Brett Klamer

Use This, Not That

Get lengths along a list

length() is a fast primitive function, but when finding the length of many objects along a list, lengths() (notice the ending s) is better than applying length() over the list.

# Generate some data
set.seed(1)
short_list <- list(
  a <- 1:2,
  b <- 1:3,
  c <- 1:4
)
long_list <- replicate(
  1000, 
  sample(1:10000, size = sample(1000:10000, 1)), 
  simplify = FALSE
)

# Benchmark Times
check_equality <- function(values) {
  all(sapply(values[-1], function(x) identical(values[[1]], x)))
}
microbenchmark::microbenchmark(
  short_lengths = lengths(short_list),
  short_vapply = vapply(
    X = short_list, 
    FUN = length, 
    FUN.VALUE = integer(1), 
    USE.NAMES = FALSE
  ),
  check = check_equality
)
## Unit: nanoseconds
##           expr  min   lq    mean median   uq   max neval
##  short_lengths  441  485  671.74  639.0  733  4170   100
##   short_vapply 3249 3509 3959.05 3729.5 4032 15962   100
microbenchmark::microbenchmark(
  long_lengths = lengths(long_list),
  long_vapply = vapply(
    X = long_list, 
    FUN = length, 
    FUN.VALUE = integer(1), 
    USE.NAMES = FALSE
  ),
  check = check_equality
)
## Unit: microseconds
##          expr     min       lq      mean  median      uq      max neval
##  long_lengths   9.797  11.2365  14.30106  12.894  13.708   51.518   100
##   long_vapply 287.307 306.3855 337.12065 312.305 323.983 2365.191   100

Get data.frame row lengths

Here we compare the methods of getting the number of rows in a data.frame. Consider the penalty for cases of applying the function many times versus storing and calling the saved object.

  • stored_value: The time it takes to get the length which has already been assigned to an object.
  • stored_subset1: The time it takes to get the length from the object returned by dim() using single bracket ([) indexing.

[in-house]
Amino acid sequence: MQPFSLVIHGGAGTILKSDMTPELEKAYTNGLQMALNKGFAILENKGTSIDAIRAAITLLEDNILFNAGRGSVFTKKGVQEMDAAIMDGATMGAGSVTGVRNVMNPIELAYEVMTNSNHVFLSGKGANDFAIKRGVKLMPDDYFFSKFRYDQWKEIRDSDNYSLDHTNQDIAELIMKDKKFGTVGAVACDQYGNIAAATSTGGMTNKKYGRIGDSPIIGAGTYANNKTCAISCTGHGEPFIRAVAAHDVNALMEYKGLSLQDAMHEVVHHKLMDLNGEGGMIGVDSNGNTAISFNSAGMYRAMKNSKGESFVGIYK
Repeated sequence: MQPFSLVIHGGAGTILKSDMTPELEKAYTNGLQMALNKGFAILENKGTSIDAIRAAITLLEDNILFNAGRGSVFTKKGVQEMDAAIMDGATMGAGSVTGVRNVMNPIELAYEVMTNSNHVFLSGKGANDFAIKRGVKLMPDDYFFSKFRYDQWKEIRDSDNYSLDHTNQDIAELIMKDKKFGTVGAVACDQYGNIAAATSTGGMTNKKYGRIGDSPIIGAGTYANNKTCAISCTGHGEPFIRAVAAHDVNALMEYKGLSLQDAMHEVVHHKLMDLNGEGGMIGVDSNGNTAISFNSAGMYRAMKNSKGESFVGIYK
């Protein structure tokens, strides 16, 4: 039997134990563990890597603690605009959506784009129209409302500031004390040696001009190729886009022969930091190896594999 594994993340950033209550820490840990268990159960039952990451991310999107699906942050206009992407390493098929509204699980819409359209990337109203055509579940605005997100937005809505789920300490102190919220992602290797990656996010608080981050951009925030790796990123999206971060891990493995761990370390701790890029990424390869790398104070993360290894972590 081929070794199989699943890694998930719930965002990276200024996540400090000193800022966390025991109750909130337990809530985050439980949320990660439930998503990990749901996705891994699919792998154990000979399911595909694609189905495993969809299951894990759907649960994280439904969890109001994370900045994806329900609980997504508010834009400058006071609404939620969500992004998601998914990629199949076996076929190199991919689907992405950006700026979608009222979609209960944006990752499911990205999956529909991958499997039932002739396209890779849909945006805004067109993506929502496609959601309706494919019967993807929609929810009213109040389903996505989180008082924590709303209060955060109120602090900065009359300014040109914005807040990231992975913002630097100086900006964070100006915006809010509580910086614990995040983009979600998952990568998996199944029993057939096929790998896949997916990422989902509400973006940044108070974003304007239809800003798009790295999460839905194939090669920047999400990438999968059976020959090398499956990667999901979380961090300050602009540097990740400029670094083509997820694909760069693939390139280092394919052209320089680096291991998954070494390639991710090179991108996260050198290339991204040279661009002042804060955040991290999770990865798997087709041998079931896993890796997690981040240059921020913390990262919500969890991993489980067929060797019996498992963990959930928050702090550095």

• stored_subset2: as above using double bracket ([[) indexing.
  • internal: Using the internal function .row_names_info(). Note that although this is an internal function with a dot name, it does appear to be safe to use being that it is a generic exported function.
  • primitive: using the primitive function dim() along with single bracket ([) indexing.
  • convenience: using the convenience function nrow() (which just calls dim()[1L]).
# Generate data
data <- data.frame(a = 1)

dims <- dim(data)
n_col <- dims[1L]

# Benchmark Times
check_equality <- function(values) {
  all(sapply(values[-1], function(x) identical(values[[1]], x)))
}
microbenchmark::microbenchmark(
  stored_value = n_col, 
  stored_subset1 = dims[1L], 
  stored_subset2 = dims[[1L]], 
  internal = .row_names_info(data, type = 2L), 
  primitive = dim(data)[1L], 
  convenience = nrow(data)
)
## Unit: nanoseconds
##            expr  min     lq    mean median     uq   max neval
##    stored_value   31   47.0   64.96   65.0   74.5   439   100
##  stored_subset1  103  133.5  182.89  176.0  207.5   793   100
##  stored_subset2  147  197.0  282.03  265.5  298.0  2505   100
##        internal  416  549.0  648.66  613.0  718.0  1642   100
##       primitive 2532 2795.0 2998.44 2931.5 3106.5  5507   100
##     convenience 2725 2952.0 3418.19 3172.5 3387.0 21887   100